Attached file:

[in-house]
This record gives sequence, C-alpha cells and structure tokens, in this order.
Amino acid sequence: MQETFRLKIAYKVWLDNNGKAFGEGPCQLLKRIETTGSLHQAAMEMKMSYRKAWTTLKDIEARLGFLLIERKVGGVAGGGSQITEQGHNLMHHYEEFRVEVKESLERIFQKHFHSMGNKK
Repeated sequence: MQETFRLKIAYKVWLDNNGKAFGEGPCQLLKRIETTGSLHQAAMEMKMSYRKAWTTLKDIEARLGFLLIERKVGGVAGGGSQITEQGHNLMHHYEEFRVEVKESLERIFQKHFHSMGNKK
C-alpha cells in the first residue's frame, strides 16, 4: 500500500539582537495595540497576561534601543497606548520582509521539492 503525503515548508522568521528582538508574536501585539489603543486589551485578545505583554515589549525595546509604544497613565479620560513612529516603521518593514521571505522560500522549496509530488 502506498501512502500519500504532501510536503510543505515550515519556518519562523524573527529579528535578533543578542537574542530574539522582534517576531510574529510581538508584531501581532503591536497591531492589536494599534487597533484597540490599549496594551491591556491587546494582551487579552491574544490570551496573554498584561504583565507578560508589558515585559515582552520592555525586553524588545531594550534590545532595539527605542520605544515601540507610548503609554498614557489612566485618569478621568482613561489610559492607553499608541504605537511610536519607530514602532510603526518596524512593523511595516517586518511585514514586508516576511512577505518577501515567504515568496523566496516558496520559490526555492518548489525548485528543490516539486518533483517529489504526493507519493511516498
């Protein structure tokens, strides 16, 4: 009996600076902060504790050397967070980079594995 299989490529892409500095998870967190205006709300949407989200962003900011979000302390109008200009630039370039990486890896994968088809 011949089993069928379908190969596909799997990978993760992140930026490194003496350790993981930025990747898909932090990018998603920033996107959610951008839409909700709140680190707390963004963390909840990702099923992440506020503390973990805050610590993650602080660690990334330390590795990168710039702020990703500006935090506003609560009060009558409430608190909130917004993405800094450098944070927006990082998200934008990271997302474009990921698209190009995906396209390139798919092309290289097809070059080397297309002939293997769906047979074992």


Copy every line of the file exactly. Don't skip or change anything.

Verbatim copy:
[in-house]
This record gives sequence, C-alpha cells and structure tokens, in this order.
Amino acid sequence: MQETFRLKIAYKVWLDNNGKAFGEGPCQLLKRIETTGSLHQAAMEMKMSYRKAWTTLKDIEARLGFLLIERKVGGVAGGGSQITEQGHNLMHHYEEFRVEVKESLERIFQKHFHSMGNKK
Repeated sequence: MQETFRLKIAYKVWLDNNGKAFGEGPCQLLKRIETTGSLHQAAMEMKMSYRKAWTTLKDIEARLGFLLIERKVGGVAGGGSQITEQGHNLMHHYEEFRVEVKESLERIFQKHFHSMGNKK
C-alpha cells in the first residue's frame, strides 16, 4: 500500500539582537495595540497576561534601543497606548520582509521539492 503525503515548508522568521528582538508574536501585539489603543486589551485578545505583554515589549525595546509604544497613565479620560513612529516603521518593514521571505522560500522549496509530488 502506498501512502500519500504532501510536503510543505515550515519556518519562523524573527529579528535578533543578542537574542530574539522582534517576531510574529510581538508584531501581532503591536497591531492589536494599534487597533484597540490599549496594551491591556491587546494582551487579552491574544490570551496573554498584561504583565507578560508589558515585559515582552520592555525586553524588545531594550534590545532595539527605542520605544515601540507610548503609554498614557489612566485618569478621568482613561489610559492607553499608541504605537511610536519607530514602532510603526518596524512593523511595516517586518511585514514586508516576511512577505518577501515567504515568496523566496516558496520559490526555492518548489525548485528543490516539486518533483517529489504526493507519493511516498
């Protein structure tokens, strides 16, 4: 009996600076902060504790050397967070980079594995 299989490529892409500095998870967190205006709300949407989200962003900011979000302390109008200009630039370039990486890896994968088809 011949089993069928379908190969596909799997990978993760992140930026490194003496350790993981930025990747898909932090990018998603920033996107959610951008839409909700709140680190707390963004963390909840990702099923992440506020503390973990805050610590993650602080660690990334330390590795990168710039702020990703500006935090506003609560009060009558409430608190909130917004993405800094450098944070927006990082998200934008990271997302474009990921698209190009995906396209390139798919092309290289097809070059080397297309002939293997769906047979074992």